Sense of place radiates from every object, and all 29 guestrooms are different. There is extreme juxtaposition everywhere, from the stark white modern construction to the colorful quirks of nan’s house. The 300 quilts are made by residents of Fogo Island, as are the rugs and the furniture. There’s no art on the walls, but the whole place is a work of art. Many rooms have wood stoves staff will light for you, and there are giant bathtubs for long candle-lit soaks. Shortly after check-in there was a knock on my door: in came warm homemade bread and tea, the treasure of any Newfoundlander after a long day.
Cosiness Emanates From Every Nook and Cranny
There are seven seasons on Fogo Island: winter, pack ice, spring, trap berth, summer, berry and late fall. While the daylight hours might be shorter in the colder months, it’s the perfect excuse to enjoy large fireplaces and reading nooks. When it’s cold outside, Fogo Island Inn smells like wood smoke and salty sea air, with a hint of fresh baked bread. A mix of Newfoundland folk and Indie music play softly throughout the inn, and there’s lots to explore inside.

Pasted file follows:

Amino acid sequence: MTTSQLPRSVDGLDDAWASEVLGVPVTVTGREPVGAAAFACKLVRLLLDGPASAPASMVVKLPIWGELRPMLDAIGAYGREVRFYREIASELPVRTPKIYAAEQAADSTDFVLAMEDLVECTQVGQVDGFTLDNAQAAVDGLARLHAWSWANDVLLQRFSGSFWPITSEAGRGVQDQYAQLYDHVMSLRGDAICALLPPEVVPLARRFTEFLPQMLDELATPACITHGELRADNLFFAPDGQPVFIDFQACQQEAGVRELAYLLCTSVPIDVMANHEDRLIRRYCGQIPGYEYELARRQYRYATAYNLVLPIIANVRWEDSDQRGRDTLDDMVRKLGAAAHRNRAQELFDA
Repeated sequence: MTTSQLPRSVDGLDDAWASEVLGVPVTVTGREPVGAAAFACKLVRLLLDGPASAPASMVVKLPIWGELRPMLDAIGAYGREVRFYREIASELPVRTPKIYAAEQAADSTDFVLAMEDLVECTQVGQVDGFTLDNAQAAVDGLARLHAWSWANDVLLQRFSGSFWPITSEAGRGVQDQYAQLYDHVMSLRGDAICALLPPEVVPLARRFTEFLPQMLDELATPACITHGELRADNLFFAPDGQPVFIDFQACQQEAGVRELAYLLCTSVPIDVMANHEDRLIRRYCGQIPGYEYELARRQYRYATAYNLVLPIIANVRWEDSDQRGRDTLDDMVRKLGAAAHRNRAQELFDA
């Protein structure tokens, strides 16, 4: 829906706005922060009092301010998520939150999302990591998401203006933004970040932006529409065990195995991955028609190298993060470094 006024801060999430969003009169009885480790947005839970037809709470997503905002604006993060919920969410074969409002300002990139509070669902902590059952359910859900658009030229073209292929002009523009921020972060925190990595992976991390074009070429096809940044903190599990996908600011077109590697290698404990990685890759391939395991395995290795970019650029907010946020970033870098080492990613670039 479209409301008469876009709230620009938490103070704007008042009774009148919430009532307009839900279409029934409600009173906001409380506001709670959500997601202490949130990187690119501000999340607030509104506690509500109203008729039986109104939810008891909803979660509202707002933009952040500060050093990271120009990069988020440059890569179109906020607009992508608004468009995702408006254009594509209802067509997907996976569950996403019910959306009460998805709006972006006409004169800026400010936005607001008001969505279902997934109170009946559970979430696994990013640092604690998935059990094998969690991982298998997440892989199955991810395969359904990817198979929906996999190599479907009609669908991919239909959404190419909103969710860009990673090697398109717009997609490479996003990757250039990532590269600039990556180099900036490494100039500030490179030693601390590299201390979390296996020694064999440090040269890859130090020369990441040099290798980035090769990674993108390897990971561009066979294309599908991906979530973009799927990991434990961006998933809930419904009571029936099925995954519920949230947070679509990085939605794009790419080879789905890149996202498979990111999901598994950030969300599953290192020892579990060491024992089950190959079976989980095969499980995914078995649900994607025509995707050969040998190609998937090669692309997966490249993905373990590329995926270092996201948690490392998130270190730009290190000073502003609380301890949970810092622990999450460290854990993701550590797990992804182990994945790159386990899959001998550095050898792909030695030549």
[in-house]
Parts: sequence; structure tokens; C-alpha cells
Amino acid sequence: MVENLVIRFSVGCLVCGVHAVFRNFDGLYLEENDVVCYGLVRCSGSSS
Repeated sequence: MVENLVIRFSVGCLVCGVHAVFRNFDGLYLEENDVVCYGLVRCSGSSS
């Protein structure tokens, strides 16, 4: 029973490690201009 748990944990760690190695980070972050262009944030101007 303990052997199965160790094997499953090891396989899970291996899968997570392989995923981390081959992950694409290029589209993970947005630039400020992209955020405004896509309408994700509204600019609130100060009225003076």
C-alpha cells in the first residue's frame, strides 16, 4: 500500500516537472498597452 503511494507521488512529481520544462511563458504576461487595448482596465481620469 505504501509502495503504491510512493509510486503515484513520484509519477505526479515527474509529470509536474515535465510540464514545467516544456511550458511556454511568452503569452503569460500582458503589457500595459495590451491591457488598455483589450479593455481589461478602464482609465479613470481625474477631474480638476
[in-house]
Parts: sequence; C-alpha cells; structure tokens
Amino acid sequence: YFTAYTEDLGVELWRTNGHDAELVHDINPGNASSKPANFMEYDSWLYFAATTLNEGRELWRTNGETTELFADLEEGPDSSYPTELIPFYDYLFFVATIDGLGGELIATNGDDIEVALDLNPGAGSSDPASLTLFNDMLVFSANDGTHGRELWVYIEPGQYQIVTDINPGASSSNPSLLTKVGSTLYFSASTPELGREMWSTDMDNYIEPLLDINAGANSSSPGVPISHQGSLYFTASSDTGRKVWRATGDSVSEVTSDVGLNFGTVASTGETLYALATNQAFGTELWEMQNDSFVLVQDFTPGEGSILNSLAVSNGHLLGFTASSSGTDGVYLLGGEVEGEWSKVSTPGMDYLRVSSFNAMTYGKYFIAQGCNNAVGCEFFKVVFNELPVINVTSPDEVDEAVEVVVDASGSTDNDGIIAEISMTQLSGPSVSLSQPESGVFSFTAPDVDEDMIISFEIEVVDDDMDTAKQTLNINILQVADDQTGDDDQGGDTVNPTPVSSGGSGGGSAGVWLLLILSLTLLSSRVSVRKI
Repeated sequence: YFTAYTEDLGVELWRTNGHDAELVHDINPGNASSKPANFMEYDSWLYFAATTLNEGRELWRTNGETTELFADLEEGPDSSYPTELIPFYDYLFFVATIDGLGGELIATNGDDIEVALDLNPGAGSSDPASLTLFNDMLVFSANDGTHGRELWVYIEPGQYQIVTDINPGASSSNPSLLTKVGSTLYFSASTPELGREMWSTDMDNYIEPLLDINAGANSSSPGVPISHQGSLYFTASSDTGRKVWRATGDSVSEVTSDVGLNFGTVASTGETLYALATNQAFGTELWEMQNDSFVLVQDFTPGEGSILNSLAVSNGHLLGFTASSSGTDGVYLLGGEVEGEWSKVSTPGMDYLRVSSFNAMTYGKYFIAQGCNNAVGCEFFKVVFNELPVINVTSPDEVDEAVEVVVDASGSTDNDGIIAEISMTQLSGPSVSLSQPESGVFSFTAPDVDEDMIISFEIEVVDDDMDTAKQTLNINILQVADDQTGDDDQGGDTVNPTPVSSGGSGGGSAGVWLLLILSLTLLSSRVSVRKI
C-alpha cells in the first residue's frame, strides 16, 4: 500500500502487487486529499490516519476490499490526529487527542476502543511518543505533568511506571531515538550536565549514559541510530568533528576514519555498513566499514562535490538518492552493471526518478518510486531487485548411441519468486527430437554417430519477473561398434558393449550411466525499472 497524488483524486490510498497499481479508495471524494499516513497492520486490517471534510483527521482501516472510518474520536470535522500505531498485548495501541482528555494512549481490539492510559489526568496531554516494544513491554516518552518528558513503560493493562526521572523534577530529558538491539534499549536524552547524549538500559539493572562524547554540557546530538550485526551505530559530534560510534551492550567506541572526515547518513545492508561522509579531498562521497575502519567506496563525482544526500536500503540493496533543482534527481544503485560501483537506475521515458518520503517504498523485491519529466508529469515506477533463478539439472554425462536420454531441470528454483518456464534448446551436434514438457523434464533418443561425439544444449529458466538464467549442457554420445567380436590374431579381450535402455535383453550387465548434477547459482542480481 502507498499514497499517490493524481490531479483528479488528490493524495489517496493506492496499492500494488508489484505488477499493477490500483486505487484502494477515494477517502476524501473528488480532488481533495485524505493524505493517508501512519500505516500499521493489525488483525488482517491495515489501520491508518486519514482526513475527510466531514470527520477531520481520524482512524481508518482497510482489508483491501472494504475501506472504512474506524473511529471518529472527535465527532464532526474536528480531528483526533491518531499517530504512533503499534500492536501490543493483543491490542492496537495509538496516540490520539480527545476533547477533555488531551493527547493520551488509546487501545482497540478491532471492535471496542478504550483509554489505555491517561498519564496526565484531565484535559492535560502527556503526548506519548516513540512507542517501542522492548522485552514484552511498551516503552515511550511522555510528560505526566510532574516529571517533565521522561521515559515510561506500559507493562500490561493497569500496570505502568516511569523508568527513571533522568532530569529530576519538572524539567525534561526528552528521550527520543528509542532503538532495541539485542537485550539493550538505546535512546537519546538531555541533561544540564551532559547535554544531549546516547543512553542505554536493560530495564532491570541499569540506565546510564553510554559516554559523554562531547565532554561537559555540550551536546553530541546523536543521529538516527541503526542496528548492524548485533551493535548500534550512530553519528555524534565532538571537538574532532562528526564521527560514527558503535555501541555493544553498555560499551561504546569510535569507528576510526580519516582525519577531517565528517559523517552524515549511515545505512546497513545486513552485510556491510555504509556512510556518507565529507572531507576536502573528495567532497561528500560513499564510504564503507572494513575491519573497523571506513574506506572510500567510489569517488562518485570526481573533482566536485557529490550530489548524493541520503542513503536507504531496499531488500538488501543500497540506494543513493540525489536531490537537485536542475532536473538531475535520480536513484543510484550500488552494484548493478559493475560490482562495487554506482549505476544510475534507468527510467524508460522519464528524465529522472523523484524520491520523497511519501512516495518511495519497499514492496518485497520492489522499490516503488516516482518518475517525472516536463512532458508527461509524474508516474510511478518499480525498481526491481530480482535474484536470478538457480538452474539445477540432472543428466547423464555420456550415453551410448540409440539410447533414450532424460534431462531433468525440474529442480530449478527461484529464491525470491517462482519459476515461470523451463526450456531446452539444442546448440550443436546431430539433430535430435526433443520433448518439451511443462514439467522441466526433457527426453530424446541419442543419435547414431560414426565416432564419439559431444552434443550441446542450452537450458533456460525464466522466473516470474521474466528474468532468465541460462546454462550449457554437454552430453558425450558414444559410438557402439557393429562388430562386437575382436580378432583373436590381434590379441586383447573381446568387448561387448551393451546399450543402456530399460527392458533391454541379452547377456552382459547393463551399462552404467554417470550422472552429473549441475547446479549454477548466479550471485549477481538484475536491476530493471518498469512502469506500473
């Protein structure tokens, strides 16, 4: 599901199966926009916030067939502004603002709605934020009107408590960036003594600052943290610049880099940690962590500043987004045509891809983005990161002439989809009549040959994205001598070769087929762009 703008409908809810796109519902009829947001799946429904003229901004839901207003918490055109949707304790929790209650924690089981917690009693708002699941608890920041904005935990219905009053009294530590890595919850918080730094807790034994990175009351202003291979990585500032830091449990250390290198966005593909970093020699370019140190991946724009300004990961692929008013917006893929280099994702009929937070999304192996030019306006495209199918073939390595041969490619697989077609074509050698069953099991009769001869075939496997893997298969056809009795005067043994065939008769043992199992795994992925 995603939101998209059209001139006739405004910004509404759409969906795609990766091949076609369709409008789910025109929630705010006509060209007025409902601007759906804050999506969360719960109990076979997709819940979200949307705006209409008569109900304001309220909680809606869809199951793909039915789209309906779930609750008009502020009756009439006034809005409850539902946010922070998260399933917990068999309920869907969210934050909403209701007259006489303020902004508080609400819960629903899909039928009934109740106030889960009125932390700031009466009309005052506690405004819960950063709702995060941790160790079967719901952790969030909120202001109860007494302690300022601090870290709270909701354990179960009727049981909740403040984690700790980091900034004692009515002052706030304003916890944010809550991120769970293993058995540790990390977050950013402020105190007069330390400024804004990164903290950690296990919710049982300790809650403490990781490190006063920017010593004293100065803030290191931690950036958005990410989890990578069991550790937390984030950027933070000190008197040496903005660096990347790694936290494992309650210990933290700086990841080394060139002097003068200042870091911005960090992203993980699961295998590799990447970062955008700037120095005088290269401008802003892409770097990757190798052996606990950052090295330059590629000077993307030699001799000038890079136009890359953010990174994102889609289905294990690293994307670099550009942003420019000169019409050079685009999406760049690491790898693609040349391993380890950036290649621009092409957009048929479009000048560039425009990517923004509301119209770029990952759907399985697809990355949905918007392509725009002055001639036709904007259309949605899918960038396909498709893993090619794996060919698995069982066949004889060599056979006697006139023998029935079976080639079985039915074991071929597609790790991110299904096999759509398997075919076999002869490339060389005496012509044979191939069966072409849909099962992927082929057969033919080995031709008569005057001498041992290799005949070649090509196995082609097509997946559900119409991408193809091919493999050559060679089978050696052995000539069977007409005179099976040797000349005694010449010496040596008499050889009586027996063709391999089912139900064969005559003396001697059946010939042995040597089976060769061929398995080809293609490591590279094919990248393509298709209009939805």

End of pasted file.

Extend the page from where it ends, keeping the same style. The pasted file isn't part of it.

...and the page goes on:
There’s a theatre, which has a partnership with the National Film Board, showing documentaries and films daily. Complete with a small snack bar full of Newfoundland favourites like Hawkins Cheezies, Purity Peppermint Knobs and Tunnock’s Caramels Logs, the theatre also has Netflix. The library is full of Newfoundland literature and cozy armchairs, and there’s an art gallery.
Speaking of Swedish resort, who cares if you need to wear a toque while you’re in the hot tub? There are two rooftop tubs with epic views as well as two saunas. I spent time having a glass of wine with other guests in front of a roaring fire in the lounge, while local musicians played traditional music to our heart’s content. Cozy is an understatement when it comes to describing the interiors of Fogo Island Inn.